The Shakopee City Council Tuesday voted unanimously on a plan to finance a new, $8.5 million city hall adjacent to the Shakopee Police Department using internal transfers and loans. The project is not projected to require a tax increase.
The city's newly hired Finance Director Darin Nelson presented a proposal to fund the new city hall using approximately $5.9 million in internal transfers, and about $1.65 million in interfund loans.
The internal transfers will be drawn from five funds:
- $330,000 from an expired debt services fund.
- About $3.5 million from the Government Building Asset Internal Service Fund - $1.7 million of which comes in a lump sum, with the remainder to be paid over the course of 10 years.
- $1 million from 2015 General Fund excess reserves.
- $1 million from 2016 General Fund excess reserves.
- $500,000 from the sewer utility fund and the surface water fund.
The Government Building Asset Internal Service Fund is more commonly referred to as the building fund. All city properties pay into the building fund each year. Nelson said it currently has a balance of $5.7 million. The fund is used for major repairs, renovations and new buildings.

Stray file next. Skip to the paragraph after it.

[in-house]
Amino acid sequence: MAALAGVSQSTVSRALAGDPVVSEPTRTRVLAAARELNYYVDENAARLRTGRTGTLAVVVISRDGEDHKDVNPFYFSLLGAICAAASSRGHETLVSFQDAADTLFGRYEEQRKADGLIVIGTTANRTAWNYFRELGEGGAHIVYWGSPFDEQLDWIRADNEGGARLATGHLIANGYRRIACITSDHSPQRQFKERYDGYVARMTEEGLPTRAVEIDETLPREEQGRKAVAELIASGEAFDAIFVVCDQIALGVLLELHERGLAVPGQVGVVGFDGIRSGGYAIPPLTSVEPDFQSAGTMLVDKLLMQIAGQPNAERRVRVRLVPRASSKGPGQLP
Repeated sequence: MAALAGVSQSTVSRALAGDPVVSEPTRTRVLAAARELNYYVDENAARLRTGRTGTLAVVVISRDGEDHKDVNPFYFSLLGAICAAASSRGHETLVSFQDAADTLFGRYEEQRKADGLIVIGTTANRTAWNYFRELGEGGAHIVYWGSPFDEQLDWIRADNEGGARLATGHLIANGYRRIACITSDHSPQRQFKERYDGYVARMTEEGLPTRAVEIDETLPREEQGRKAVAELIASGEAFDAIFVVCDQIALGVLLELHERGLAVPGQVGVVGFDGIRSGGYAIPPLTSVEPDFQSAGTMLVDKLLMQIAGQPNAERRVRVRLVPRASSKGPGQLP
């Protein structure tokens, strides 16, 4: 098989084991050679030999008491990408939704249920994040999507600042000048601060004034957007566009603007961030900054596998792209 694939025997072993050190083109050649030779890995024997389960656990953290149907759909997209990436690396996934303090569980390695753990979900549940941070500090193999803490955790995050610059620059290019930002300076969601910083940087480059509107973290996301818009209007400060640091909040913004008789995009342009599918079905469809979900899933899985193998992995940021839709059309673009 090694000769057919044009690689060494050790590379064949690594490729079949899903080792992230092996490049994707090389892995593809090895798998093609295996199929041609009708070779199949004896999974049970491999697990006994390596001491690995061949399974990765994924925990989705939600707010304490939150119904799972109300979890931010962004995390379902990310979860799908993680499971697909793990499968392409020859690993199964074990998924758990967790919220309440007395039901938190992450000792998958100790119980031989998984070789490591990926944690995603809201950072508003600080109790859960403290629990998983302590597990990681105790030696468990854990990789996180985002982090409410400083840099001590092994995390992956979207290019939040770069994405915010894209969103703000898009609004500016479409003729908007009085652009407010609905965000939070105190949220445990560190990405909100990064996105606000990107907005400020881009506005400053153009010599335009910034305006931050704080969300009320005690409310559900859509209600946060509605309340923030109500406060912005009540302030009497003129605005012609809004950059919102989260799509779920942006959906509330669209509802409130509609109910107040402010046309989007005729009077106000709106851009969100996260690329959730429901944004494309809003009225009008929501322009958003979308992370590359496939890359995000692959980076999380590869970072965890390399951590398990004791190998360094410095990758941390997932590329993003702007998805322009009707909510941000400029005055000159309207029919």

Nelson said the $1.65 million interfund loan would come from the Surface Water Utility Fund. The loan would be paid over 15 years at an interest rate of 1.25 percent annually, which Nelson said mirrors the city’s investment rate of return.
City Administrator Bill Reynolds said the new facility will allow the city to house all its personnel under one roof and streamline customer service. The City Council praised Nelson’s plan to finance the project without raising taxes. Mayor Bill Mars said undertaking the project without an extra charge to citizens “speaks volumes” to how the city is run.
Construction manager hired
After approving a financing plan, the City Council unanimously moved to hire Cost, Planning & Management Inc. (CMPI) of Eagan to serve as construction manager for the project.
“We are making a recommendation that we hire a construction manager for the oversight of the city hall project,” Reynolds told the council.
Reynolds said the city contacted six firms about construction management and that four firms submitted quotes for their services. He said final plans for city hall are due April 2.
“I will say that I’m excited about CPMI being part of the team,” Reynolds said. “I’m really interested in the way they communicate the project in very easy to understand terms.”
He said CPMI also offered the lowest price. The city will pay CPMI $295,928 to serve as construction manager.
CPMI Vice President Paul Oberhaus said the firm has focused on municipal work for 45 years. He told council 90 percent of its customers are municipalities, and 80 percent are repeat customers. Cindy Dillahunty, who will serve as project manager for CPMI, said she will be on-site every day planning and facilitating the project.
Reynolds said the city contacted six firms about construction management and that four firms submitted quotes for their services.